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Nyctalus noctula

Description and identification

The noctule is the largest bat in the UK and can often be seen flying high and straight in the open soon after dusk. It is a powerful flyer and often one of the first bats to emerge. Its long, slender wings mean that it is built for speed rather than agility, much like the jumbo jet of the bat world. The noctule is a golden colour, with large rounded ears and a uniformly coloured face. The short back fur is a golden red-brown whilst the stomach is slightly lighter in colour and less shiny.

The noctule calls at around 20 kHz, although this ranges from 17 – 29 kHz depending upon what the bat is doing and the environment it is in. The loud, low frequency of a noctule call means that some people (especially children) can hear them without a bat detector. On a heterodyne bat detector, a noctule echolocation call makes a ‘chip-chop’ sound.

Status and distribution

The noctule is widespread in England and Wales, absent from northern Scotland and all of Ireland. It has suffered declines and is now absent from some highly agricultural areas where the meadows they use for feeding have been lost41. The population of noctules in Great Britain is currently considered to be stable42.

In Nottinghamshire, it is common and widespread and has been recorded in 33 hectads since 2010. However, it should also be noted that the loud noctule can be ‘over-recorded’ because it can be detected at distances beyond those of most other UK bats.

Roosts

Noctules are generally tree dwellers but will also use bat boxes. They will use holes in trees and have a preference for old woodpecker holes, both in the summer and in autumn. The bats form mixed sex colonies in spring, before the females group together in maternity colonies. Females give birth to a single pup in June or July and will use a network of trees, switching roosts fairly regularly and taking their young with them.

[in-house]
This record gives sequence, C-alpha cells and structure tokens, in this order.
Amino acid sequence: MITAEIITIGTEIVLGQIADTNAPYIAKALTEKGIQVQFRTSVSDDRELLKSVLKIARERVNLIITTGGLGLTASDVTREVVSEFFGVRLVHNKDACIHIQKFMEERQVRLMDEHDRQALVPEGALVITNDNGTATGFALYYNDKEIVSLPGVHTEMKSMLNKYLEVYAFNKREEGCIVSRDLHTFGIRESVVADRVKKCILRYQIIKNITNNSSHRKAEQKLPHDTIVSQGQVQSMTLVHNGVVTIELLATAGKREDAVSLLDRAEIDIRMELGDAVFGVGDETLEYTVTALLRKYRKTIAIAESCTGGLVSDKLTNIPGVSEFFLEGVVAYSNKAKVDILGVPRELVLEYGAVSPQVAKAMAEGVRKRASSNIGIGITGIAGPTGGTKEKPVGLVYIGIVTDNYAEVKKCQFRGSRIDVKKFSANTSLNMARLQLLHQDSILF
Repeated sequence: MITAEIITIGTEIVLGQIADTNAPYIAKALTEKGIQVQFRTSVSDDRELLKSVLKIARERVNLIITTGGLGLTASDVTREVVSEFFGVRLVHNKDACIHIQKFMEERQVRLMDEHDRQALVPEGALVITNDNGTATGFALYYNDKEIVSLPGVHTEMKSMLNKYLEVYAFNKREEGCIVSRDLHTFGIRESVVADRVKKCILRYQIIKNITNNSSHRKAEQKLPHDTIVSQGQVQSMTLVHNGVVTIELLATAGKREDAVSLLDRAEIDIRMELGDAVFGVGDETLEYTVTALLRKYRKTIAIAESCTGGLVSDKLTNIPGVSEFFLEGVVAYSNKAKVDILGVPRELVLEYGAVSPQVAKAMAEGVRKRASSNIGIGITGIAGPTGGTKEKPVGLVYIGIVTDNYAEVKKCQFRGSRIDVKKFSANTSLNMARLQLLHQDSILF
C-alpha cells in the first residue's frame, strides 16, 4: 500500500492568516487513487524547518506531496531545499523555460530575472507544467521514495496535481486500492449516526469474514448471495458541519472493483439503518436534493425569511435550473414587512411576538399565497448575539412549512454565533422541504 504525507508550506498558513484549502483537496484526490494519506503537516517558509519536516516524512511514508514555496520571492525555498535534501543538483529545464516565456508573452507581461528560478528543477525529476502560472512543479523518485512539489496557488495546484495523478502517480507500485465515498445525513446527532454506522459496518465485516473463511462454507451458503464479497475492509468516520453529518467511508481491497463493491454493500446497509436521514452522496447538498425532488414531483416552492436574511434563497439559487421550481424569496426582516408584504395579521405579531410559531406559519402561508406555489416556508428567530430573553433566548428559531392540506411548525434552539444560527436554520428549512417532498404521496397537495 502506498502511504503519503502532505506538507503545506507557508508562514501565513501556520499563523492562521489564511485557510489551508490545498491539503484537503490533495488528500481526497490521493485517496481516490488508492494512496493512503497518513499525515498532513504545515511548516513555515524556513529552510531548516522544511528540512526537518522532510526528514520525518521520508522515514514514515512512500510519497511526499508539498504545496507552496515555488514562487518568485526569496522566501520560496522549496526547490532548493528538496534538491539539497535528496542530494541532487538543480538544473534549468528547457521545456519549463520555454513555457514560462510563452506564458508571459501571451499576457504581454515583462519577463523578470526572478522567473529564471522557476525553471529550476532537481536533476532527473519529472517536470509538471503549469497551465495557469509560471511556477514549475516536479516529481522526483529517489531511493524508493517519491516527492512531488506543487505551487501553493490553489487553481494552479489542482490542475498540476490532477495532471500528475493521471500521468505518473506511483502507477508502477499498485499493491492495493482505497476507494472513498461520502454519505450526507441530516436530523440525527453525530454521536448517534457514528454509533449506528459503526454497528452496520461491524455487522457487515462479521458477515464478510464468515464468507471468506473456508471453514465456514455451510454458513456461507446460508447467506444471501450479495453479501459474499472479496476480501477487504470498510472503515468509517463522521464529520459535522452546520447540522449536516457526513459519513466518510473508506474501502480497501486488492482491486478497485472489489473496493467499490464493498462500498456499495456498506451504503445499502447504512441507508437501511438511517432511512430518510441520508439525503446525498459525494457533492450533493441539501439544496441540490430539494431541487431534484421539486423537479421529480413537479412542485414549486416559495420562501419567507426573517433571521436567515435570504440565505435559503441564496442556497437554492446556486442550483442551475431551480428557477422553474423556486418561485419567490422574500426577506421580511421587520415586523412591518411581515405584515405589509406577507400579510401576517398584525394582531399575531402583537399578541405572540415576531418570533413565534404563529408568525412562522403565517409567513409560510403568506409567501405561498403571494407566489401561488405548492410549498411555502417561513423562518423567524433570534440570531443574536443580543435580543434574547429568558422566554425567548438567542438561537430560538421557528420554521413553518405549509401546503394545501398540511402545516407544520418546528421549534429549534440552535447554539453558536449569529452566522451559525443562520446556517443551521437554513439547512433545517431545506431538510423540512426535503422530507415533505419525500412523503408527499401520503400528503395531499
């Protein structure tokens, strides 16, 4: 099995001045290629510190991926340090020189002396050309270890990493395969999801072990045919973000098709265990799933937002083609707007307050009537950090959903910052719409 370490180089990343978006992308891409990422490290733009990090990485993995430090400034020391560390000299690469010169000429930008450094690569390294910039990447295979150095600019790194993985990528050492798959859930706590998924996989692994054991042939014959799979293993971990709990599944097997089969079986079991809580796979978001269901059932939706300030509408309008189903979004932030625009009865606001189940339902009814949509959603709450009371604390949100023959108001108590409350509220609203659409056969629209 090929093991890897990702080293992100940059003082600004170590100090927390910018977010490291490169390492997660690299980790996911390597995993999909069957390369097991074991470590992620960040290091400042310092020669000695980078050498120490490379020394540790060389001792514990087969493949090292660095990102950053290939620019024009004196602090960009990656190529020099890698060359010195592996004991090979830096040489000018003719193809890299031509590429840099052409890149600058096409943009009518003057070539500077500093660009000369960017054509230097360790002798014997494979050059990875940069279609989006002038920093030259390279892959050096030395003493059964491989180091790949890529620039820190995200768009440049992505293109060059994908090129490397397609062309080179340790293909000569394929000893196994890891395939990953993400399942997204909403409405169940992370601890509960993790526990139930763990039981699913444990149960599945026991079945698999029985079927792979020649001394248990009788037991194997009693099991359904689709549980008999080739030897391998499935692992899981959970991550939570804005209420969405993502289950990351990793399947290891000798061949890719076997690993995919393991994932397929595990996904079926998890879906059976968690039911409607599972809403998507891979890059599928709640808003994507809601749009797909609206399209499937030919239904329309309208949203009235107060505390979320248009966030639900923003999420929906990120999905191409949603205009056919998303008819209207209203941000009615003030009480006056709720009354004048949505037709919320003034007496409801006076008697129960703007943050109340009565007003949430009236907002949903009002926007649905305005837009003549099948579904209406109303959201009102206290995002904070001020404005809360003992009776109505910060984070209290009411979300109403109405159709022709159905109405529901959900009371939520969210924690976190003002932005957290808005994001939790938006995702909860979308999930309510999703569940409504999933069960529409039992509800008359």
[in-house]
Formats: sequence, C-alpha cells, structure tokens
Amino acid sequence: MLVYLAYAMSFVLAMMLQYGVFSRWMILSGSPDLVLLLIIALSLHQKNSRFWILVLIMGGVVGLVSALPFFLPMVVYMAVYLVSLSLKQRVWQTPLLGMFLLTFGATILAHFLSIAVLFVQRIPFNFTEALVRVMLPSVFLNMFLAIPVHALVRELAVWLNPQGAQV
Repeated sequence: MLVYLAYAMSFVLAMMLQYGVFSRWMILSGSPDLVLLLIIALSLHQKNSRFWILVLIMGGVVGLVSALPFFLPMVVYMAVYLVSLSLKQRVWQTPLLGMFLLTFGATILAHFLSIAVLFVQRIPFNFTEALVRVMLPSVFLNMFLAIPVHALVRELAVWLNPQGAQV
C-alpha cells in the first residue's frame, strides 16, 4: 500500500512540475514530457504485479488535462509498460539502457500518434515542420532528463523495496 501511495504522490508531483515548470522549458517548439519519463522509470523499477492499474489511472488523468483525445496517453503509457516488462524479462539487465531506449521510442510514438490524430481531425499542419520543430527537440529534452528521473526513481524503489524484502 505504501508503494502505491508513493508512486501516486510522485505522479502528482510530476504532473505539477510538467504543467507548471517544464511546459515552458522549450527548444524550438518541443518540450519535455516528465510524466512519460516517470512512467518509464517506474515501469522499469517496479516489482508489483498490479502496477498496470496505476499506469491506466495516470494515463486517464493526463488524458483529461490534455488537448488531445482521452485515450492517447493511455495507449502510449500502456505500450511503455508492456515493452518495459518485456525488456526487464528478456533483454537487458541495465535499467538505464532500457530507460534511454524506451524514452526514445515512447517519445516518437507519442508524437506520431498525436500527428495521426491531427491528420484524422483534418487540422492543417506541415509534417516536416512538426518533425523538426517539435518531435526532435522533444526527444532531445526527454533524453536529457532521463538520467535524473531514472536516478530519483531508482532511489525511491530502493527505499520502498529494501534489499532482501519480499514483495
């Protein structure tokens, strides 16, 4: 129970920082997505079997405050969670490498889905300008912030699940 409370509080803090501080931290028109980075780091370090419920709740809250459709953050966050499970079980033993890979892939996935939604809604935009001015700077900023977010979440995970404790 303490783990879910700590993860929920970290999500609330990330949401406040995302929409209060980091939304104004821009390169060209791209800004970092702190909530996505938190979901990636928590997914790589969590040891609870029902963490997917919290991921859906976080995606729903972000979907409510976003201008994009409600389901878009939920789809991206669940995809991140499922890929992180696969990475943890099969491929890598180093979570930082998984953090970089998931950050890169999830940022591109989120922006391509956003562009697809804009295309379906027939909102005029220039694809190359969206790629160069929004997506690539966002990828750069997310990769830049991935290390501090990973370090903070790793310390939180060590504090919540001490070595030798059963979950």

In autumn, male bats will hold a territory in a hole in a tree (or maybe a bat box!) and will try to attract females to mate by using shrill calls (song) and a strong odour. Noctules normally spend the winter in larger tree cavities where they hibernate individually or in small groups, but are also known to utilise smaller cracks and crevices. They will also migrate long distances.

Noctule roosts have been found in trees at six sites in Nottinghamshire and they are also regular visitors to many of the bat boxes monitored by NBG in woodland to the north of the county, where they have been known to share a box with Leisler’s bats.

Food and foraging

Noctules favour large moths, mayflies and beetles; notably dung beetles and cockchafers, which they can devour easily with their powerful jaws and very sharp teeth. They feed mainly over meadows, grasslands and ponds, and they utilise woodland edges and hedgerows where insects congregate. Foraging noctules can be seen flying in a straight line in the open, making sudden swoops and dives to chase after prey.

The noctule can fly at over 50 km/h and is known to fly several hundred metres43 up, however it is normally found flying lower at 10-50m above ground level. Flying at this height, and its foraging and migration strategy, means that the noctule is particularly vulnerable to impacts from wind turbines.